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Ad Valorem Taxation of Mining Properties

Thomas P. Brightwell, Proceedings of 15th Annual Rocky Mountain Mineral Law Institute (1969)

The mineral resources of the earth's crust are essentially unlimited. The mine operator, however, can mine and sell at a profit only where an ore deposit occurs. An ore deposit has been defined as a concentration of minerals or metals in or on the earth's crust that can be mined and sold at a profit.1

There are three basic types of taxes affecting the mining industry. These are (1) the income tax, (2) the ad valorem tax, and (3) the severance tax, including in this last type a variety of taxes which are imposed under the labels of sales, excise, license and privilege taxes. Each type of tax has its own unique effect on the mining cut-off point or break-even grade of ore that can be mined at a profit.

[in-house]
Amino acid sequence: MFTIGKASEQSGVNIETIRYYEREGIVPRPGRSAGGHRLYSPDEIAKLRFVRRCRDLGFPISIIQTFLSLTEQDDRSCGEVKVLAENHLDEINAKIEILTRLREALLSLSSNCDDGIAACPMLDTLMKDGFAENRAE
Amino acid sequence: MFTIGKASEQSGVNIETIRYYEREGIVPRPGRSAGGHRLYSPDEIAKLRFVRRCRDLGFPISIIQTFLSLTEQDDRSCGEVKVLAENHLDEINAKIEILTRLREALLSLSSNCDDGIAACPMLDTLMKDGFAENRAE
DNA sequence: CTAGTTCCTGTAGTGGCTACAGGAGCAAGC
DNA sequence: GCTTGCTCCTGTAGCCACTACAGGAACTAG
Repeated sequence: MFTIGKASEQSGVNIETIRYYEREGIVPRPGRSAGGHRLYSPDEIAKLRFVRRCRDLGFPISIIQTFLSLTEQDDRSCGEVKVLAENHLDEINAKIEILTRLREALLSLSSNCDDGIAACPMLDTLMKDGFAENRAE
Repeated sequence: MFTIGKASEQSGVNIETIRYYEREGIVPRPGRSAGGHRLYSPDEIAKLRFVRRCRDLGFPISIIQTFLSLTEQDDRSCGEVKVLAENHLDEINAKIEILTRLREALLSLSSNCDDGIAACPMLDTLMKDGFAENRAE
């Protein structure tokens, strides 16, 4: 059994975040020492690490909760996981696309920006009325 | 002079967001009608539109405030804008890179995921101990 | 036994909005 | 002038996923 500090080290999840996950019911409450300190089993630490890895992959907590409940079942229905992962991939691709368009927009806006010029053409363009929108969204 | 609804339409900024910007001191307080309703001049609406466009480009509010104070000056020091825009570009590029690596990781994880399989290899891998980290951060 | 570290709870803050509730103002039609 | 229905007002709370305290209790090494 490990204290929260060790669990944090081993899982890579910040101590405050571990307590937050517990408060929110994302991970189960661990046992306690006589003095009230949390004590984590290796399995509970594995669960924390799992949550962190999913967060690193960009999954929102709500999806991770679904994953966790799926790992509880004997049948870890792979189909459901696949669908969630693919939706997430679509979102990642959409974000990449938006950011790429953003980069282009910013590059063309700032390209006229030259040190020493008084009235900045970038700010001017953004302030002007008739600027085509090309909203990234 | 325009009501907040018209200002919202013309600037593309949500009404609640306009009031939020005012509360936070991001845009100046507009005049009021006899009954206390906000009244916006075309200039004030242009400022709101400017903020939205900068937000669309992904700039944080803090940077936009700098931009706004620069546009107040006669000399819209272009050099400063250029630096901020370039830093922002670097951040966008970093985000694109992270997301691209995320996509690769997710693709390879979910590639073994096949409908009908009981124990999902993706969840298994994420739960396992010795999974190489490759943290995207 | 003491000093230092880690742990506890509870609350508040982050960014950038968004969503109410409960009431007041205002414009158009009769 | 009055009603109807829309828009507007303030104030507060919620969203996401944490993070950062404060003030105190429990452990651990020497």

The classic problem is posed by the case of a bulk-low-grade deposit operating on a low profit margin with a high capital investment. This type of deposit is highly sensitive to cost changes such as taxation. When the state property tax is added to the fixed costs of the mining operation, the mine owner may not be able to operate at a profit even when operating technologically at full [282] capacity. When this situation occurs, the mine operator has two choices.2 He can close down the mine, writing off his costs as a lossanother unprofitable venture. In the alternative, the mine operator may raise the cut-off grade of ore, selectively mining only higher grade ore